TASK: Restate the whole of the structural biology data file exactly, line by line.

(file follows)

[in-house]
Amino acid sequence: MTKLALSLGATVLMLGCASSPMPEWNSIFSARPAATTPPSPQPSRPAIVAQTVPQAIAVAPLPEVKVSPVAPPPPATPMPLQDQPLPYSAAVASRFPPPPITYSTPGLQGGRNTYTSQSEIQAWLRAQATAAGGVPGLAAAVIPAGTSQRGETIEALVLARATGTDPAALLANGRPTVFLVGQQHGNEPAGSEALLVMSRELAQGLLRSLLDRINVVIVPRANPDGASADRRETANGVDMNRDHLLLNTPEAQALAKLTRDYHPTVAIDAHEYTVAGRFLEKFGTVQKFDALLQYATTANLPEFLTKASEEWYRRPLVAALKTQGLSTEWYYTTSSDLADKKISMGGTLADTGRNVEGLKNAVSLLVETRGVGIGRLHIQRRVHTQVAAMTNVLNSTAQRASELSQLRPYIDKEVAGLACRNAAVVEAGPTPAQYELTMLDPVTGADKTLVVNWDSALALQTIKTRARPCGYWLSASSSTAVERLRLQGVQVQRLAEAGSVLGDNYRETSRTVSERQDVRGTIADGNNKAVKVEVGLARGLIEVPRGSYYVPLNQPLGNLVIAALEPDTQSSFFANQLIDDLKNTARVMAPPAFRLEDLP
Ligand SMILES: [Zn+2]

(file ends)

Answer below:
[in-house]
Amino acid sequence: MTKLALSLGATVLMLGCASSPMPEWNSIFSARPAATTPPSPQPSRPAIVAQTVPQAIAVAPLPEVKVSPVAPPPPATPMPLQDQPLPYSAAVASRFPPPPITYSTPGLQGGRNTYTSQSEIQAWLRAQATAAGGVPGLAAAVIPAGTSQRGETIEALVLARATGTDPAALLANGRPTVFLVGQQHGNEPAGSEALLVMSRELAQGLLRSLLDRINVVIVPRANPDGASADRRETANGVDMNRDHLLLNTPEAQALAKLTRDYHPTVAIDAHEYTVAGRFLEKFGTVQKFDALLQYATTANLPEFLTKASEEWYRRPLVAALKTQGLSTEWYYTTSSDLADKKISMGGTLADTGRNVEGLKNAVSLLVETRGVGIGRLHIQRRVHTQVAAMTNVLNSTAQRASELSQLRPYIDKEVAGLACRNAAVVEAGPTPAQYELTMLDPVTGADKTLVVNWDSALALQTIKTRARPCGYWLSASSSTAVERLRLQGVQVQRLAEAGSVLGDNYRETSRTVSERQDVRGTIADGNNKAVKVEVGLARGLIEVPRGSYYVPLNQPLGNLVIAALEPDTQSSFFANQLIDDLKNTARVMAPPAFRLEDLP
Ligand SMILES: [Zn+2]